As the learning environment changes with the technological developments and the dynamic demands of a knowledge-based workforce, granularity (and thus reusability) has emerged as a significant design consideration. This promotes a combination of cognitive and constructivist models of learning (Duffy & Cunningham, 1996). It is a major step forward from the very first version of self-instructional materials based on the behaviourist and cognitive models (outcomes-based curriculum design practices).

However, the constructivist point of view depends on the inherent logical structure of the whole – while the parts (learning objects, in this case) are contextualised to a degree that their scope and sequence are clearly determined.


If Distance Education models brought in a learner-centred, outcomes-based curriculum design practice, e Learning practice nurtures the constructivist learning environments.

The hypertext structure, the ‘reach’ of the WWW and the training needs of the knowledge-based workforce have taken the teaching-learning far beyond the confines of the campus and the academe. Instructional content now resides as a joint property of the designers/trainers, the learners, the publishing industry and many other stakeholders.

Let us consider this statement made in the mid 90s on e publishing: publishing …’is no longer a river in its own right but is just a current in the digital ocean. Once we drop the idea of discretely bound and sold sheaves of glossily processed wood pulp from the model, what do we have left? Anything useful? From the reader’s point of view, it’s useful in much the same way that a paper magazine is: it’s a concentration of the sort of stuff she’s interested in, in a form that’s easy to locate, with the added advantage that it will be able to point seamlessly at all kinds of related material in a way that a paper magazine cannot.’ (Adams, 1995)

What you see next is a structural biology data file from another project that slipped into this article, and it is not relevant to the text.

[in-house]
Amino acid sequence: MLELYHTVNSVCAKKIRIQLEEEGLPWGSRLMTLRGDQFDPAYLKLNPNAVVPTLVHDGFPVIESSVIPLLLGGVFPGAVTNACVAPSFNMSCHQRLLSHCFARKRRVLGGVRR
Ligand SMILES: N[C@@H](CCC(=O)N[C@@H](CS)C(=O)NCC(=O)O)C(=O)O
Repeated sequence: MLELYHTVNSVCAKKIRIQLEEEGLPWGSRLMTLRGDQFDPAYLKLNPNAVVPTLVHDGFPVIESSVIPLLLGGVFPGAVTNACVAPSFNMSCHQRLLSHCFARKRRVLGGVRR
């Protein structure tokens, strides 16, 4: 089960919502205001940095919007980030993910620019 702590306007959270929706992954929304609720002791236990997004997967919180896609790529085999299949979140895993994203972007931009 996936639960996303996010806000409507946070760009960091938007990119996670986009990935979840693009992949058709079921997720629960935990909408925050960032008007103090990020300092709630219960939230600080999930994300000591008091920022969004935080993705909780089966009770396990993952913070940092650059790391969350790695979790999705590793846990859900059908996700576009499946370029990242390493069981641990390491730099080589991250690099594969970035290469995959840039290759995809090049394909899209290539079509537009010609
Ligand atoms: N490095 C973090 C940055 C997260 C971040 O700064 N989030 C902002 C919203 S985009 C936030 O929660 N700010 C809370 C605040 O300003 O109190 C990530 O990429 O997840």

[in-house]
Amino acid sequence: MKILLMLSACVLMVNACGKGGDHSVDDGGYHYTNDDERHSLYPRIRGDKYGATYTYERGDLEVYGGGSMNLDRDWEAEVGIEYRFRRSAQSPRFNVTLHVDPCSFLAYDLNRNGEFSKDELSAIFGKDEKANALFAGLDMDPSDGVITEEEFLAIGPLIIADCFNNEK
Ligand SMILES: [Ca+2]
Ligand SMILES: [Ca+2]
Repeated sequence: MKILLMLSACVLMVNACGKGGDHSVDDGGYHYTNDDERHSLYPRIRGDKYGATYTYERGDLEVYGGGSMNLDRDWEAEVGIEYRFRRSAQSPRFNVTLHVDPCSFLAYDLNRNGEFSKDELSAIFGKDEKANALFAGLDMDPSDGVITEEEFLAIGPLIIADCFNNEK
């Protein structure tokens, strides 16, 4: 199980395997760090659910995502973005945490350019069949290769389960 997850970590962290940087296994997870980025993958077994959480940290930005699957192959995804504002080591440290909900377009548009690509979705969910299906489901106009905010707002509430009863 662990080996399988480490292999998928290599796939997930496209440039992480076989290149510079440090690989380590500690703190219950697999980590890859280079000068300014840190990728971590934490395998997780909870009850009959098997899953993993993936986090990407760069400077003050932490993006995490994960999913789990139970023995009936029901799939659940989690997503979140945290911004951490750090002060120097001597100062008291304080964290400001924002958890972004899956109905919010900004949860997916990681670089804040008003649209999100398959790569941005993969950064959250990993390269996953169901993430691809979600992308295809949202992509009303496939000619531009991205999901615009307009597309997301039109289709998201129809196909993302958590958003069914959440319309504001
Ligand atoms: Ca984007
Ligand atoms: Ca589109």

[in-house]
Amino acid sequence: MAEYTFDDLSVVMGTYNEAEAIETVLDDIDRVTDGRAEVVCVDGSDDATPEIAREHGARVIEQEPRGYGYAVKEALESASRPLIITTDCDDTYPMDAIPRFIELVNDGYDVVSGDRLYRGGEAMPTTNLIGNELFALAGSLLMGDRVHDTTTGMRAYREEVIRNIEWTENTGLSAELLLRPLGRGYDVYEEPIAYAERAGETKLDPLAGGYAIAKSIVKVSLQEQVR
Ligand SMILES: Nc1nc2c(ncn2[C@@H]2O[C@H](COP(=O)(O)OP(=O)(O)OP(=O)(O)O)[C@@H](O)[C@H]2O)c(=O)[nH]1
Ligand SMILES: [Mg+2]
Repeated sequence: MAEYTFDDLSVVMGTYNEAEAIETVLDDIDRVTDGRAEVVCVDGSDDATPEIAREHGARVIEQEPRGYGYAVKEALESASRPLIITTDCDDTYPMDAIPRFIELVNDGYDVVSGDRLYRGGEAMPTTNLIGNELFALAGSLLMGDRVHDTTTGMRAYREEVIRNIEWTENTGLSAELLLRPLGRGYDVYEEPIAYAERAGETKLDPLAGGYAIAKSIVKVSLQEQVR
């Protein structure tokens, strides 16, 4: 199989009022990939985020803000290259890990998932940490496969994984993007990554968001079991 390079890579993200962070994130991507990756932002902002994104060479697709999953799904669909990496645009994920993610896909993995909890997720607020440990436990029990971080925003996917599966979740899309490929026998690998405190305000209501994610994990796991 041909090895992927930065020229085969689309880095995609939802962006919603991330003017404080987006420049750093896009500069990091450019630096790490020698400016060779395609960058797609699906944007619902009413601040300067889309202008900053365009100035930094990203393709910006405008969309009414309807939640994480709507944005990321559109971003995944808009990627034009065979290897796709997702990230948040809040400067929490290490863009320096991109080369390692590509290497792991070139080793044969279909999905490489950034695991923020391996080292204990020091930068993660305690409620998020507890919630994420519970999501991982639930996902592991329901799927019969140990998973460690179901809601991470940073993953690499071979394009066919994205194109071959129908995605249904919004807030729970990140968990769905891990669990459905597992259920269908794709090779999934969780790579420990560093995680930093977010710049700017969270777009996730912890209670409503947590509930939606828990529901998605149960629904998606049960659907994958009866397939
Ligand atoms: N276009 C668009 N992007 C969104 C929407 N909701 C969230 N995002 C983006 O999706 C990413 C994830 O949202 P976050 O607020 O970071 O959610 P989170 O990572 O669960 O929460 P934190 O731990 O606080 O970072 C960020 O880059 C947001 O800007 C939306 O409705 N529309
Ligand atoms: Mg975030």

The future of e-Learning practice points to a context where learner-centredness and self-direction in learning will be demonstrated perhaps to its fullest potential. Courses can be created and configured ‘on the fly’ from a host of available learning objects. There is a clear potential for creating a vast and rich library of resources from which the teachers, the learners and the designers can draw information/knowledge.

In order to realise this vision it is imperative that e-Learning practice should remember the lessons learnt from its predecessor – the Distance Education models. It is dangerous to consider the design and development of e Learning products from the business and technological points of view alone. This short paper argues that e-Learning practice –while technology savvy – is still about the dynamics of teaching-learning and therefore sound instructional design theory should be its foundation and the primary building block.